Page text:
Rising crude prices should help ethanol become more competitive.  Specifically, if crude prices rise faster than corn prices, without killing demand, ethanol margins could widen.

 

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#2) On February 08, 2011 at 12:32 PM, smartmuffin (< 20) wrote:

Hell, I'd avoid them simply on moral grounds, the way some people avoid tobacco companies...

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#3) On February 08, 2011 at 2:02 PM, miteycasey (30.15) wrote:

#2

+1

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#4) On February 08, 2011 at 2:14 PM, jed71 (62.94) wrote:

Hey Deej, hope you are doing well. Once again, I find we are on the same side of this pick.

Another risk I see is the very large import tariff that is placed on imported ethanol. The higher oil prices move, the more pressure there will be on Congress to find ways to lower the cost of energy for the consumer. Removing a tariff would be one of the cheapest and easiest ways for Congress to accomplish this. There is also quite a bit of bipartisan support to adjust or remove what we pay in subsidies and tariffs. Brazil has much better efficiencies for their ethanol production and is able to produce at a lower cost per gallon. If the tariffs were removed, it would be highly detrimental for GPRE. This will further pressure domestic producer's margins, beyond what you have correctly noted above.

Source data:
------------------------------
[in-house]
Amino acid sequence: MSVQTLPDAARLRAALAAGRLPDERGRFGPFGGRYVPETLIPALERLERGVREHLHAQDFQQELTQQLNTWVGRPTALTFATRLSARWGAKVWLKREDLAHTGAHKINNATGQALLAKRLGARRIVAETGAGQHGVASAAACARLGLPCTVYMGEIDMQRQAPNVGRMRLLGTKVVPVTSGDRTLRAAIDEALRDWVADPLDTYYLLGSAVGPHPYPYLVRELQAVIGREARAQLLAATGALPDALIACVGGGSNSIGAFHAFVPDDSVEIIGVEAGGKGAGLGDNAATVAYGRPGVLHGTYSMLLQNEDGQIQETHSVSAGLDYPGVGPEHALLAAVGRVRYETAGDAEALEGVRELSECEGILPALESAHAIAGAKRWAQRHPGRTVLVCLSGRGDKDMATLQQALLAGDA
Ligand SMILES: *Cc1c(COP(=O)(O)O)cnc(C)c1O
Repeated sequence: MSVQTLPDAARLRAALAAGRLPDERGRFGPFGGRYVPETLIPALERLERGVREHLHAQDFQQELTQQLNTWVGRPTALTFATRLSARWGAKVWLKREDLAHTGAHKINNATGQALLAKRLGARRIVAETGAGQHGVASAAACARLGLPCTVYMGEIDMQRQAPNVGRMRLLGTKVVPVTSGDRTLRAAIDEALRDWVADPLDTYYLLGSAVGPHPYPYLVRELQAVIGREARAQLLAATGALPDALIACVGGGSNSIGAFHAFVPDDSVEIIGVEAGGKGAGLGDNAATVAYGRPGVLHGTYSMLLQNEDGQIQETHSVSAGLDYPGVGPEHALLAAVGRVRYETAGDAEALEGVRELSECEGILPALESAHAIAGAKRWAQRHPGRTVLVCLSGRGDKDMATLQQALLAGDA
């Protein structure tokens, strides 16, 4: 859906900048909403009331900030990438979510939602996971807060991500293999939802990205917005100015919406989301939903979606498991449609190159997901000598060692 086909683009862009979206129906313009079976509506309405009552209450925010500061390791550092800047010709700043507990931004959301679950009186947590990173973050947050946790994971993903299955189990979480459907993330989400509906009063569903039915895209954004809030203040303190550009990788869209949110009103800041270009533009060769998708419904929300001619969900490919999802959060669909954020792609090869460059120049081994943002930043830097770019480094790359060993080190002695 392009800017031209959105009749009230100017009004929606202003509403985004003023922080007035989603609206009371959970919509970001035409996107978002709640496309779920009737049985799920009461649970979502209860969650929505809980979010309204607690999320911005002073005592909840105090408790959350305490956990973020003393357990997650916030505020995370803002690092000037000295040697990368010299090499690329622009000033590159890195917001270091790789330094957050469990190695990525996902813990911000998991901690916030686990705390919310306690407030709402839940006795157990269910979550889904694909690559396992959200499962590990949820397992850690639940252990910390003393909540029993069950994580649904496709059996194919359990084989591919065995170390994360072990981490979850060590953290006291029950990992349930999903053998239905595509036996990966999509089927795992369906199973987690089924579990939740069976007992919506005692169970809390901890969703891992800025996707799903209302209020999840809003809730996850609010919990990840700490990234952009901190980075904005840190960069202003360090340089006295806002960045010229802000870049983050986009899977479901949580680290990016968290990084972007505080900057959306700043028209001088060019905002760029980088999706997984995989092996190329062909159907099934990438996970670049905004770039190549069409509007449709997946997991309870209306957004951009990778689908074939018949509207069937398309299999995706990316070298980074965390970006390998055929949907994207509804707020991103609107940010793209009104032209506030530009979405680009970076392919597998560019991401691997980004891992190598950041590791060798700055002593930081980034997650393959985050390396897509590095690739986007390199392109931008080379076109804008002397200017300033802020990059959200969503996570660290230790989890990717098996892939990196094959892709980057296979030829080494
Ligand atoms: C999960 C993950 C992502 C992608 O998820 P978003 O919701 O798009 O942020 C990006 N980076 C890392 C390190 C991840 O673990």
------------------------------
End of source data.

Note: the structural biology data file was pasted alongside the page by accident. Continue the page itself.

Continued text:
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#5) On February 08, 2011 at 3:45 PM, ChrisGraley (29.65) wrote:

LOL, another rec for #2

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#6) On February 10, 2011 at 11:04 AM, jed71 (62.94) wrote:

interesting article this morning on food prices / impact of ethanol:

http://www.omaha.com/article/20110210/NEWS01/702109884/0#get-ready-for-higher-food-prices 

 

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#7) On February 11, 2011 at 7:32 PM, Lordrobot (91.37) wrote:

Ethanol from corn or sugar will never be competitive. Why? BTU deficit. Each gallon of ethanol produced from corn or sugar requires more BTUs of oil to produce it than it delivers. How much? 55,000 BTUs. Thus... IT IS NOT AND NEVER WILL BE COST EFFECTIVE!  PERIOD! 

Plus the added disadvantage is that the subsidized production of corn, loved by professional politicians of both parties, only removes food acreage from production and has nearly doubled the cost of corn. Corn is the chief animal feed so that in turn has increased the cost of meat production.

In total ethanol policy may in fact be the stupidest policy every enacted by the gov in history. It exemplifies the decline in science and math education in America where only 5 college graduates out of 100 can do a simple differential calculus problem. 

Ethanol is NOT a renewable energy source it is an OIL depleting source. 

But the real magic of ethanol is the fact that it requires constant heating or it absorbs atmospheric water. So it is lousy for your car.

Some ideas just get worse by the minute and ethanol is the clown prince of environmental insanity.